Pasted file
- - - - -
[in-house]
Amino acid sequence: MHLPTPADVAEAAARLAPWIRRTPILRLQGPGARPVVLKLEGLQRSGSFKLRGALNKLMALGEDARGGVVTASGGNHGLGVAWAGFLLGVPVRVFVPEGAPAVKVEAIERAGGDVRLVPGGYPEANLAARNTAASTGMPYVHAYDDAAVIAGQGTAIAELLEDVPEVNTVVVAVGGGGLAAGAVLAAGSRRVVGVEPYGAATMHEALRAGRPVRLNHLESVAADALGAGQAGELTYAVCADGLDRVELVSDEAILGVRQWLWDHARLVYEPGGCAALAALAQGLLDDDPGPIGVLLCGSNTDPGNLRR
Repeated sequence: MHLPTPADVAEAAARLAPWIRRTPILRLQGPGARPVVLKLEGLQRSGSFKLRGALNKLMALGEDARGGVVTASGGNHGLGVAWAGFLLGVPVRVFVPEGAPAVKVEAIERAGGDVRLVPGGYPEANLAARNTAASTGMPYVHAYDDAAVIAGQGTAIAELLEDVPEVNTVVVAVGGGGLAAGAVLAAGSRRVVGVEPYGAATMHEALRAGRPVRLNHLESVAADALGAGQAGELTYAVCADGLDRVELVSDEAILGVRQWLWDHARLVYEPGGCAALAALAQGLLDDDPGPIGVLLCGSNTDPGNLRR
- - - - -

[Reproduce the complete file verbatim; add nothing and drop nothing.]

[in-house]
Amino acid sequence: MHLPTPADVAEAAARLAPWIRRTPILRLQGPGARPVVLKLEGLQRSGSFKLRGALNKLMALGEDARGGVVTASGGNHGLGVAWAGFLLGVPVRVFVPEGAPAVKVEAIERAGGDVRLVPGGYPEANLAARNTAASTGMPYVHAYDDAAVIAGQGTAIAELLEDVPEVNTVVVAVGGGGLAAGAVLAAGSRRVVGVEPYGAATMHEALRAGRPVRLNHLESVAADALGAGQAGELTYAVCADGLDRVELVSDEAILGVRQWLWDHARLVYEPGGCAALAALAQGLLDDDPGPIGVLLCGSNTDPGNLRR
Repeated sequence: MHLPTPADVAEAAARLAPWIRRTPILRLQGPGARPVVLKLEGLQRSGSFKLRGALNKLMALGEDARGGVVTASGGNHGLGVAWAGFLLGVPVRVFVPEGAPAVKVEAIERAGGDVRLVPGGYPEANLAARNTAASTGMPYVHAYDDAAVIAGQGTAIAELLEDVPEVNTVVVAVGGGGLAAGAVLAAGSRRVVGVEPYGAATMHEALRAGRPVRLNHLESVAADALGAGQAGELTYAVCADGLDRVELVSDEAILGVRQWLWDHARLVYEPGGCAALAALAQGLLDDDPGPIGVLLCGSNTDPGNLRR